Alcoholism is a disease that not only affects the health and well-being of the person addicted, it can also affect everyone close to that person. Breaking the cycle of alcohol abuse can be difficult, and in many instances, can feel impossible. However, FDA-approved medication for alcohol abuse can be used in conjunction with counseling with effective results. What follows is a summary of some of the medications used to combat alcohol use disorder.

The Sinclair Method

The Sinclair Method (TSM) is a treatment for alcohol addiction that uses a technique called pharmacological extinction—the use of an opiate blocker to turn habit-forming behaviors into habit erasing behaviors. The effect returns a person’s craving for alcohol to its pre-addiction state. TSM consists of taking Naltrexone or Nalmefene one hour before your first drink of the day for the rest of your life as long as you continue to drink. Naltrexone (or Nalmefene) chemically disrupts the body’s behavior/reward cycle causing you to want to drink less instead of more. The Sinclair Method has a 78% long-term success rate.*

Antabuse

Antabuse has been available for over 50 years, making it the oldest drug of its kind on the market. It works by affecting the body’s ability to absorb alcohol. This allows the build-up of acetaldehyde which means that even ingestion of a small amount of alcohol will cause unwanted side effects including flushing, palpitations, and extreme nausea. Antabuse doesn’t take away the craving for alcohol but will help a person to stop drinking before unpleasant side effects result. If you have a difficult time controlling your drinking in social situations, this medication can assist you in knowing when to stop drinking, making it a very effective drug.

Naltrexone

People who suffer from alcohol use disorder typically like to drink because of the feeling they get from it, and therefore, they crave more and more of it. Naltrexone is a medication for alcohol abuse that helps to take away the pleasure received from drinking and also the craving for alcohol. It does so by blocking the release of endorphins which are proteins in the body that elevate mood. This medication can be taken once daily in the form of a pill or a once a month injection. People are more likely to stick with this medication because of the convenience getting the injection one time a month.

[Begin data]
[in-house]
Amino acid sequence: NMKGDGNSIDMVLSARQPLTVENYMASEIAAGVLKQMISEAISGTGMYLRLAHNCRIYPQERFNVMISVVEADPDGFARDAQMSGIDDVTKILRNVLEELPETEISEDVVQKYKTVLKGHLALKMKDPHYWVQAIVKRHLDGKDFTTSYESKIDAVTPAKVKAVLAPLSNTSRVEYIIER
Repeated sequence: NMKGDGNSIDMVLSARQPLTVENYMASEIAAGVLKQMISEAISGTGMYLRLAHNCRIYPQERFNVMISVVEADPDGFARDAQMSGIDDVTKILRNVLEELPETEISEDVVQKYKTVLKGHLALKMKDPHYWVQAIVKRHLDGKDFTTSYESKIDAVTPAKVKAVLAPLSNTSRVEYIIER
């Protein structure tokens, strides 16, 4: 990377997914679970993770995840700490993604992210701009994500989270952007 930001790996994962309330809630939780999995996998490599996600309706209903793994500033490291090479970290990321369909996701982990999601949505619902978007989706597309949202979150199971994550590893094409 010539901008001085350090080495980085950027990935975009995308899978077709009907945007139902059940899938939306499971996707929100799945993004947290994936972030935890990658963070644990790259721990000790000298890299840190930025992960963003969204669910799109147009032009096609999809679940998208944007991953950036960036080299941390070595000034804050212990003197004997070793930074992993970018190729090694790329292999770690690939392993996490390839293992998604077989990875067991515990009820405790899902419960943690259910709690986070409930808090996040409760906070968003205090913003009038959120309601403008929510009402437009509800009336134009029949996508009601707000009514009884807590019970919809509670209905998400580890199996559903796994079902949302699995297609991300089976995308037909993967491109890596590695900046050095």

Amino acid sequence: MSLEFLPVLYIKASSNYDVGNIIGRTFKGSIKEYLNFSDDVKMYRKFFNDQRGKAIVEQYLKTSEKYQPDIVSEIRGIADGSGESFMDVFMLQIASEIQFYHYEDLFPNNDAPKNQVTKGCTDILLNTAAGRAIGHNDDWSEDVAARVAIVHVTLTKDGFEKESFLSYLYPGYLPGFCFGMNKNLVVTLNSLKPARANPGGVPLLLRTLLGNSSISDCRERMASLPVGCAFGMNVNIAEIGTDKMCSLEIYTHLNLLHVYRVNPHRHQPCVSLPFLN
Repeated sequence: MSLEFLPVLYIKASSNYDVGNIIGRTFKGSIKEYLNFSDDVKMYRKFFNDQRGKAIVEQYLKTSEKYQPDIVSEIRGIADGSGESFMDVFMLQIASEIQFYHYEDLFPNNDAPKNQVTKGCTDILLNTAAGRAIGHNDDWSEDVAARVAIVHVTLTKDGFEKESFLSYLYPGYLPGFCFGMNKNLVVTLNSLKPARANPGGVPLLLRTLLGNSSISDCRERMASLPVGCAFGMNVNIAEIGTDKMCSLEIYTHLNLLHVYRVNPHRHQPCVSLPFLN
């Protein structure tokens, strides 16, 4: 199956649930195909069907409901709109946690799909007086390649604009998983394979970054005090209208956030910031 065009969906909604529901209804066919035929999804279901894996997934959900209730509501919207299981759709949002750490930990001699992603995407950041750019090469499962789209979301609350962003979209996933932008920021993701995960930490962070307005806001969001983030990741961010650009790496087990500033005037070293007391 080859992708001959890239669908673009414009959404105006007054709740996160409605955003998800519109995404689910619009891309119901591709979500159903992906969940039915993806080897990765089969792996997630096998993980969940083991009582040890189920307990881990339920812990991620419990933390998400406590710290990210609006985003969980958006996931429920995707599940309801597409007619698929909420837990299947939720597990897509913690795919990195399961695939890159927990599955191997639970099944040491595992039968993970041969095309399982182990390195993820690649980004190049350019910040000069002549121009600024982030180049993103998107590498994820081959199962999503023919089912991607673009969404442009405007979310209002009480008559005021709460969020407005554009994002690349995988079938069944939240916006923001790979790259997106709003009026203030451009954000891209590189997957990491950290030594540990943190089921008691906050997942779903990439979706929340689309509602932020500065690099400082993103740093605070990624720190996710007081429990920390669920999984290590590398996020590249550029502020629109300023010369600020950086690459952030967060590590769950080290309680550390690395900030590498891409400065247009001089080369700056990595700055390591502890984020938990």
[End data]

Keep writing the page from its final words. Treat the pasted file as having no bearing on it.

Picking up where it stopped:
Campral

Campral aids with alcohol use disorder in that it minimizes withdrawal side effects when a person doesn’t drink for long periods of time. Some of the side effects this medication combats include restlessness, negative mood changes, and insomnia. Campral interferes with the chemical messenger systems in the brain. It is administered by mouth three times daily.

Topamax

Detoxification can be dangerous. It can cause a person to have violent seizures. Topamax is FDA-approved to treat seizures associated with detoxification. It is not intended to treat alcoholism and is similar to Campral in how it works. It may help reduce the effects of going without alcohol for a long time period, but it will not take away the desire to drink or the pleasurable effects experienced with drinking alcohol.

If you or a loved one is suffering from alcohol addiction, contact us today to schedule a consultation.  The Sinclair Method offers hope to break-free from addiction to alcohol.  Call today!  (972) 203-3600